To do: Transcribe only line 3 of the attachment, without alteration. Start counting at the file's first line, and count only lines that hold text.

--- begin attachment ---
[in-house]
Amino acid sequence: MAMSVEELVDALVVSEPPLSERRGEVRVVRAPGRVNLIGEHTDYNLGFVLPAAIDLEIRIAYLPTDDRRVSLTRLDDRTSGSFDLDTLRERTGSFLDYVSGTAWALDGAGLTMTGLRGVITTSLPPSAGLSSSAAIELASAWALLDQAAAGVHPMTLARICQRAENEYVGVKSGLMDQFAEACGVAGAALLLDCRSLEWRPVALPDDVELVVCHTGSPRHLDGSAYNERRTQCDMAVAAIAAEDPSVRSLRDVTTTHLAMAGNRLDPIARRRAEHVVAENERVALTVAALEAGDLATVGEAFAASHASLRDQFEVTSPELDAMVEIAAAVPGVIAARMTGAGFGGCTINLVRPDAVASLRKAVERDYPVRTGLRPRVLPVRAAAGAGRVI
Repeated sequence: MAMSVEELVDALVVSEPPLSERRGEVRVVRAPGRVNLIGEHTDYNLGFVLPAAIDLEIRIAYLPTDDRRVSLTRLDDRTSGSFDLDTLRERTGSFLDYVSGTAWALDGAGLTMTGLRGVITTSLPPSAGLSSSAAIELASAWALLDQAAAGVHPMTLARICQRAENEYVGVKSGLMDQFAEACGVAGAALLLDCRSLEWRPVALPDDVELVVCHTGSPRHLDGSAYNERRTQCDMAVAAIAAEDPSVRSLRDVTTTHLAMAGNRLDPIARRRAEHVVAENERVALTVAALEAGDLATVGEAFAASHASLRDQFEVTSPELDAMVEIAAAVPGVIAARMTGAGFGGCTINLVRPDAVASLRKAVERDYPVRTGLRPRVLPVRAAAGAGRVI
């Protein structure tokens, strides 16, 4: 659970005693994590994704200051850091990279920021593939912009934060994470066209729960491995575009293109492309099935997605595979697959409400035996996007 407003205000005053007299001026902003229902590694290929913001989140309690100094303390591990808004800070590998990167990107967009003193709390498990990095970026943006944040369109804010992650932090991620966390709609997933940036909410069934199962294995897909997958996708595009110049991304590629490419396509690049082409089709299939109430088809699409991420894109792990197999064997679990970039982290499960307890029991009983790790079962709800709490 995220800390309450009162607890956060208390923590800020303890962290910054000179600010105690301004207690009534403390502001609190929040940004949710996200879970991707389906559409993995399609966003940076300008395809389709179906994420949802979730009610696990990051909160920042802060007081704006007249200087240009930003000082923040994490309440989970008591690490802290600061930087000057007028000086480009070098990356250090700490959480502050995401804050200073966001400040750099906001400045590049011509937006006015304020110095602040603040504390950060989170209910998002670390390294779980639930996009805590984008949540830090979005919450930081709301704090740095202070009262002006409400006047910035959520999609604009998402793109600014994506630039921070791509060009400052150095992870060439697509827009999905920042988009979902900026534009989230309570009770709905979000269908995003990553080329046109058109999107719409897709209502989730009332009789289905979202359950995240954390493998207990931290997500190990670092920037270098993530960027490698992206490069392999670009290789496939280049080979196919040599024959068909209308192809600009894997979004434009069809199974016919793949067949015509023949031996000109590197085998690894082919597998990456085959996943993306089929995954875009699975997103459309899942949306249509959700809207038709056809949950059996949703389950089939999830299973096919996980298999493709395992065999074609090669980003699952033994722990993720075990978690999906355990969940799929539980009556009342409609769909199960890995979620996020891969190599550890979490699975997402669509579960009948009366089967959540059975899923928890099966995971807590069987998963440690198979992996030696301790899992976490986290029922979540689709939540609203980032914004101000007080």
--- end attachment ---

Repeated sequence: MAMSVEELVDALVVSEPPLSERRGEVRVVRAPGRVNLIGEHTDYNLGFVLPAAIDLEIRIAYLPTDDRRVSLTRLDDRTSGSFDLDTLRERTGSFLDYVSGTAWALDGAGLTMTGLRGVITTSLPPSAGLSSSAAIELASAWALLDQAAAGVHPMTLARICQRAENEYVGVKSGLMDQFAEACGVAGAALLLDCRSLEWRPVALPDDVELVVCHTGSPRHLDGSAYNERRTQCDMAVAAIAAEDPSVRSLRDVTTTHLAMAGNRLDPIARRRAEHVVAENERVALTVAALEAGDLATVGEAFAASHASLRDQFEVTSPELDAMVEIAAAVPGVIAARMTGAGFGGCTINLVRPDAVASLRKAVERDYPVRTGLRPRVLPVRAAAGAGRVI